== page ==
18. LIKE! This campaign is awesome. They should start this in all states. I don’t think people realize how bad half the stuff they put into their bodies really is. They just don’t pay attention. So, maybe if they don’t stop drinking soda completely maybe this advertisement will at least help them to cut back or at the very least encourage them to do their own research on what they are consuming.

  19. I like the campaign, but paid advertising is powerful. That’s why I don’t think these campaigns make a difference — soda companies spend exponentially more on ads to entice consumers.
    What I’ve seen as I raise my boys is that parents buy sugary junky drinks to please their children b/c they want to be liked. I hate soda and Capri-sun and all of those drinks and I don’t let my kids have them, but I can tell you that I’m not winning any popularity contests by doing so.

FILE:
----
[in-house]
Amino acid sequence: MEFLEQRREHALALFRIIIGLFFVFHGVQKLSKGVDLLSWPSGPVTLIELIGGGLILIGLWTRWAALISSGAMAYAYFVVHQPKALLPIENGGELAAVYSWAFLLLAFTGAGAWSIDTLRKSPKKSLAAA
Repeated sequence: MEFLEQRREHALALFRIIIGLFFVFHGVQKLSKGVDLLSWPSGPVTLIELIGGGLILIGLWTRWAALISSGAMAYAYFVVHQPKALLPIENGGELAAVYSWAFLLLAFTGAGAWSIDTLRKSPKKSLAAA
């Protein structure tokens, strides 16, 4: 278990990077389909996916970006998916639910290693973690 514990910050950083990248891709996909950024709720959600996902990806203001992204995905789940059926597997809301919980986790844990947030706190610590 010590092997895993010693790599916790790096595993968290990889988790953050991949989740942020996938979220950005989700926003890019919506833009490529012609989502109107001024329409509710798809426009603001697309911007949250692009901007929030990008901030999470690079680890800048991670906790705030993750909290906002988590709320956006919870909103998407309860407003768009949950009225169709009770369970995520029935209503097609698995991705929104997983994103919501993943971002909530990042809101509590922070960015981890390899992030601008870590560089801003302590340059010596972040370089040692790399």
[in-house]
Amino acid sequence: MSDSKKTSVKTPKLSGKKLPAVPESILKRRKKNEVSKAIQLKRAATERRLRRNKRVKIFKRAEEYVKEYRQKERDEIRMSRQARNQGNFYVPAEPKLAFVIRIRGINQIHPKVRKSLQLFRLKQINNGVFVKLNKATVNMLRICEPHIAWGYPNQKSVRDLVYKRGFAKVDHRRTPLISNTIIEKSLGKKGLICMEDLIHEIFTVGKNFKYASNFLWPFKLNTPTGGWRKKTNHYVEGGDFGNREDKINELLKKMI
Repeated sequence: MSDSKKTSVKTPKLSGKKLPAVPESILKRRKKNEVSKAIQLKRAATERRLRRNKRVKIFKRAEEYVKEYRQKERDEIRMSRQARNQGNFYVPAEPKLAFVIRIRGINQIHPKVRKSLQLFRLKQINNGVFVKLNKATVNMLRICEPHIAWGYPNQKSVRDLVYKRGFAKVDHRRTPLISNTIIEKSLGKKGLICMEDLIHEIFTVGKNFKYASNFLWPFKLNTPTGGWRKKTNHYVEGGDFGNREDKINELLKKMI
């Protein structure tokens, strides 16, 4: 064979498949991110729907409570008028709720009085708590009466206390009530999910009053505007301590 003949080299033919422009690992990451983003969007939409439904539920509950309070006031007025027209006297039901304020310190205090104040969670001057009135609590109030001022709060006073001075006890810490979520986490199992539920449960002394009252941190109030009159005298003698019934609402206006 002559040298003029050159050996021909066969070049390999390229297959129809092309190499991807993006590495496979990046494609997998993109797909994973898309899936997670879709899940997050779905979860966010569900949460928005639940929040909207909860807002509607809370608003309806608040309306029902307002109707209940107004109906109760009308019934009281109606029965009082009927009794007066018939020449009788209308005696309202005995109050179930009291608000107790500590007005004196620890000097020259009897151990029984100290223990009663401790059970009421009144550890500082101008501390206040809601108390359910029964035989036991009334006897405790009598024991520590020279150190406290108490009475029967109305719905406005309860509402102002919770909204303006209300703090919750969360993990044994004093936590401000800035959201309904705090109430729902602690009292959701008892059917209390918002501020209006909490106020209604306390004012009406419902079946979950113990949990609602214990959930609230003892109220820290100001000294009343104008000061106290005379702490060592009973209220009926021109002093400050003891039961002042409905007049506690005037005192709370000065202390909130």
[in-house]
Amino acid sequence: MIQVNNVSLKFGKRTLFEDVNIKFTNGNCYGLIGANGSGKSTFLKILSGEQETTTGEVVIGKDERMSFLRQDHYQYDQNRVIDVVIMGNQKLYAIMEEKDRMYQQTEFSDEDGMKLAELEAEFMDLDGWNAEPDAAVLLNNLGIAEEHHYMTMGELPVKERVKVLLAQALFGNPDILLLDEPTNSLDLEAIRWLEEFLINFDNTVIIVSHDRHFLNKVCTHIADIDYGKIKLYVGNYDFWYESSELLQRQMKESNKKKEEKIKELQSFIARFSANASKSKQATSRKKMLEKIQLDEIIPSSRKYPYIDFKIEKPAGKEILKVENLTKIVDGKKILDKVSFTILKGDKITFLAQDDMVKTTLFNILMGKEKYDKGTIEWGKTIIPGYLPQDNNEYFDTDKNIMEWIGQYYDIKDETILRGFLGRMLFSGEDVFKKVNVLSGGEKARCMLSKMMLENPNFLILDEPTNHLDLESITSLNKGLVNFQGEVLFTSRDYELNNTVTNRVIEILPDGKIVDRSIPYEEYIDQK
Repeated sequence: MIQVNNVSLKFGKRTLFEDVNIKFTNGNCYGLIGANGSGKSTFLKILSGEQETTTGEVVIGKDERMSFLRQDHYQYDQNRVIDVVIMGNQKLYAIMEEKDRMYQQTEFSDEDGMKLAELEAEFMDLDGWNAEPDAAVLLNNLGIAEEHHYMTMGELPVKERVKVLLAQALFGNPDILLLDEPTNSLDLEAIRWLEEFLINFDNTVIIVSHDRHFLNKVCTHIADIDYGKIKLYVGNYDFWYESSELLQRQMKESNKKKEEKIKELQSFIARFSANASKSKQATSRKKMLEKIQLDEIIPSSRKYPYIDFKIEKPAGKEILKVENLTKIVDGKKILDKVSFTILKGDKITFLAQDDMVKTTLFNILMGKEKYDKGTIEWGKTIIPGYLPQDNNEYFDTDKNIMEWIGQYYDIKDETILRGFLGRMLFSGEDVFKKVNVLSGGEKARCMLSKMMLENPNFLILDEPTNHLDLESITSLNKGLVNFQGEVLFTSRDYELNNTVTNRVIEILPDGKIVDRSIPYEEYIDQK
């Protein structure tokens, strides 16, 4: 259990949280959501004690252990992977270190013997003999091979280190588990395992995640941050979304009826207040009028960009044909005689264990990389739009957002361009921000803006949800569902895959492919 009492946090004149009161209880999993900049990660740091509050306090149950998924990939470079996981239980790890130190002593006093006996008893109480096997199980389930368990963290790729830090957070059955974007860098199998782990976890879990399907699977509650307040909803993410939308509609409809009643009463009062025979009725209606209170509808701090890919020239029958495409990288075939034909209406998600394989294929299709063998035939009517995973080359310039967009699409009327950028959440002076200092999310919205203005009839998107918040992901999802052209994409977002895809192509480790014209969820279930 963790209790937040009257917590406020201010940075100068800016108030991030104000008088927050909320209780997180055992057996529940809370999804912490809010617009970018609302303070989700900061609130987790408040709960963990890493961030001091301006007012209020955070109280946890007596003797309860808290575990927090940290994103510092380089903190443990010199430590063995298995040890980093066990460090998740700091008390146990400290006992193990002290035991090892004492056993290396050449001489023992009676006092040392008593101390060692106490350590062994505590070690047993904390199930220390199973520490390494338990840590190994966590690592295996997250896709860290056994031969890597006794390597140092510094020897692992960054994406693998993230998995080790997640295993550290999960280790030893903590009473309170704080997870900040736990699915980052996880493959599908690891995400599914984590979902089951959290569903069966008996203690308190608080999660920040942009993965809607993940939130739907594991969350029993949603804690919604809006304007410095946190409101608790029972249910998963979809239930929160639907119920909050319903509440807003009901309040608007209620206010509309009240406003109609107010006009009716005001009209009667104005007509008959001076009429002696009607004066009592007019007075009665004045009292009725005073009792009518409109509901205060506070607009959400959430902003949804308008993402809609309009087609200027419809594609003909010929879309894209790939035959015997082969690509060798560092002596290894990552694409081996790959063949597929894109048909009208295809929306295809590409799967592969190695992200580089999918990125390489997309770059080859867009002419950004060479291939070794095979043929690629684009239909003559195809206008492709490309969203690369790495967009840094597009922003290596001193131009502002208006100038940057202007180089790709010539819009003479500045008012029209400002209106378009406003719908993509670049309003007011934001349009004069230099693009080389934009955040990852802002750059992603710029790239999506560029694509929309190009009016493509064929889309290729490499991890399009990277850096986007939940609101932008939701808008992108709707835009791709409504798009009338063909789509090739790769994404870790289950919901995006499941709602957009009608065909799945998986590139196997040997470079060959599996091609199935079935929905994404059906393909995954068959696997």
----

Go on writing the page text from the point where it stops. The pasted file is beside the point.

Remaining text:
Also, sugary drinks cost a lot less than juice or milk, which is an entirely different issue. You know we have a problem when giving our children orange soda over orange juice saves a few dollars!
    Rebecca´s last post ..Starting the Day on a Positive Note

    • Yes to all of this! The beverage industry spends millions of dollars on advertisements every year. There’s no way public health can compete with this. But I think we can do something – and having a counter-marketing campaign (no matter how small) is a step. But in order to truly change behavior, you also have to address the other issues, like the cost issue that you brought up.